In any event, I would say 2 things pop to mind once this person is (gently) steered toward works or styles of composition that he or she may like:

1) Go to a moviecast. It's a live performance, so the frisson is still there. It mimics an experience that is already familiar to virtually all people (and nobody is going to sneer, least of all ushers, if you go in jeans); you get drastically better visibility for your ticket price; and you get top-notch performance and production values that otherwise can be hard to get in many parts of the country without long-distance travel.

2) Seek out (local; recorded) performances of dramatic vocal works of shorter length or different affect. I'm mostly familiar with so-called early music, which teems with examples: cantatas, madrigals, both Bach Passions (which are extremely dramatic and tell a story that virtually everyone is familiar with).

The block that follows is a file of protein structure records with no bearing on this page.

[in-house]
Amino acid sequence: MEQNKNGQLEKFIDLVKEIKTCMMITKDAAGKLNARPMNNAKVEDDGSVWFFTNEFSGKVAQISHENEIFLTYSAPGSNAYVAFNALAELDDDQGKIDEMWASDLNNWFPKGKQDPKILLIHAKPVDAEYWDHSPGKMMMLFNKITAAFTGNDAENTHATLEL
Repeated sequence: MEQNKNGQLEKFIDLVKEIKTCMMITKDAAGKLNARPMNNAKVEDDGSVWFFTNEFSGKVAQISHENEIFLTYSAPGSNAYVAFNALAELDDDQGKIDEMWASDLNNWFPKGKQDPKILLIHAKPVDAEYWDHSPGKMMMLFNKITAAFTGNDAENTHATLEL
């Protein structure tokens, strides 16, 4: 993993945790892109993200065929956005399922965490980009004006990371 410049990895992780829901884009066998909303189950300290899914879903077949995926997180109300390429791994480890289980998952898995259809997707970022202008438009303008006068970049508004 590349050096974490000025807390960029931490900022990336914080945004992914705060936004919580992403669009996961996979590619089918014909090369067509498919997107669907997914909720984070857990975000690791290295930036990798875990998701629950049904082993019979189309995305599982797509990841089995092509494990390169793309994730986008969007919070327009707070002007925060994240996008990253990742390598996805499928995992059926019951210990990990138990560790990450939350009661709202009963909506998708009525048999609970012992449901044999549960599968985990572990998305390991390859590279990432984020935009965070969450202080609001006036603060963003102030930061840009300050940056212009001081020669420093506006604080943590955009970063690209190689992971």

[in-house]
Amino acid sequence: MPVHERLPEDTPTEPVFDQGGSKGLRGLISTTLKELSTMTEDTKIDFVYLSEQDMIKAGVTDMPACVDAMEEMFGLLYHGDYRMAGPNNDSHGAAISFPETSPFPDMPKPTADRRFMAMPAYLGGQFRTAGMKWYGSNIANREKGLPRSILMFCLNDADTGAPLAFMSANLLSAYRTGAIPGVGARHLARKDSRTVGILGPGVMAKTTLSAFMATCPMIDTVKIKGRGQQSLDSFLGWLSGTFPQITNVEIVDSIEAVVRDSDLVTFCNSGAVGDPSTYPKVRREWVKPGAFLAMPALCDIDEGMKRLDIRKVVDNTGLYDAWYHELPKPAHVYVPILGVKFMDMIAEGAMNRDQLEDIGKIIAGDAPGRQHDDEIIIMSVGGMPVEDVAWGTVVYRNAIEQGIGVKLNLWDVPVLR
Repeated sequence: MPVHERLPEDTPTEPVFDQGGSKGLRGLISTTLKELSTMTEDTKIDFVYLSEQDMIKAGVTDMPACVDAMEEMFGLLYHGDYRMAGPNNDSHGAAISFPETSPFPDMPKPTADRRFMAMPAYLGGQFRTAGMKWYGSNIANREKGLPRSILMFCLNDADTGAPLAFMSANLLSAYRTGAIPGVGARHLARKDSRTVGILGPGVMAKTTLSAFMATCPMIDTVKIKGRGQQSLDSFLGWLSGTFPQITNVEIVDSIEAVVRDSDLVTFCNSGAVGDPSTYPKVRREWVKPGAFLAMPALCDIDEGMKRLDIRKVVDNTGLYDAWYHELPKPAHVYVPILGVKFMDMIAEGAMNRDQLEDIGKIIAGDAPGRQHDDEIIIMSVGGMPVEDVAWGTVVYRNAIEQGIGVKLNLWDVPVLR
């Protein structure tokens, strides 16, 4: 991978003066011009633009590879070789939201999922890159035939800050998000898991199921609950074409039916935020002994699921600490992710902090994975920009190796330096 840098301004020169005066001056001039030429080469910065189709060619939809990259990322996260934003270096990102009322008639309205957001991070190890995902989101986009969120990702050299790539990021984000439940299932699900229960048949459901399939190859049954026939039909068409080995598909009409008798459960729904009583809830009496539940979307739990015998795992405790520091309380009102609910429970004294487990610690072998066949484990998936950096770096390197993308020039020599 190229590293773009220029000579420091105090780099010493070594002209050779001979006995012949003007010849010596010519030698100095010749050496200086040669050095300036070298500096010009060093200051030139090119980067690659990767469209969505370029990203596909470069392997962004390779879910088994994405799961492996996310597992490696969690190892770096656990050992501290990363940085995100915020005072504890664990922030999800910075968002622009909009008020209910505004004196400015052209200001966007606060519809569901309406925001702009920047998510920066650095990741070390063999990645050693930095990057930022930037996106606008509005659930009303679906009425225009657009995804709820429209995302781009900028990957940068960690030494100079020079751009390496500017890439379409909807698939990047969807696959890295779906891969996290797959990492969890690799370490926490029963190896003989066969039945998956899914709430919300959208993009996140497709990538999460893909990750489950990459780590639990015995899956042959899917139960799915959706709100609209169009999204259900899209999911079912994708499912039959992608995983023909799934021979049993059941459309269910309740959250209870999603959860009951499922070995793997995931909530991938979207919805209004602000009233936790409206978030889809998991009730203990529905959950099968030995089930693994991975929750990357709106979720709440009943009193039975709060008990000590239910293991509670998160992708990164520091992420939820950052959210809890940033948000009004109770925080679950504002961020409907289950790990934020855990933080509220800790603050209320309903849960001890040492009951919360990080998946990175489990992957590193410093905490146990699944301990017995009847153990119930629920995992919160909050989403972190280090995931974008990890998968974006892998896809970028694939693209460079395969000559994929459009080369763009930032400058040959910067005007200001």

I know that Anna Caterina Antonacci has performed Il Combattimento di Tancredi e Clorinda as a one-woman town crier-style piece. Many baroque cantatas could easily be staged (Handel's Apollo e Dafne would be stunning this way) and aren't all serious (though none come readily to mind aside from the Coffee Cantata and possibly Hendel, non puo mia musa).

I also think that the astringent instrumentation of early music can make a better impression than a full symphony orchestra, which can come across (ironically) as slightly old-fashioned. Plus, I find a lot of musicians who play early music are a lot more punk and personally more accessible than their more tradition-bound counterparts (which I think has to do with the fact that early music instrumentalists generally have to strike out on their own paths without clear norms to guide them).

In any case, I would recommend doing some research on both work and composer at least the day before the performance.

Posted by: WallyP1 | September 1, 2009 8:50 AM | Report abuse

Not Peter Grimes, puh-lease!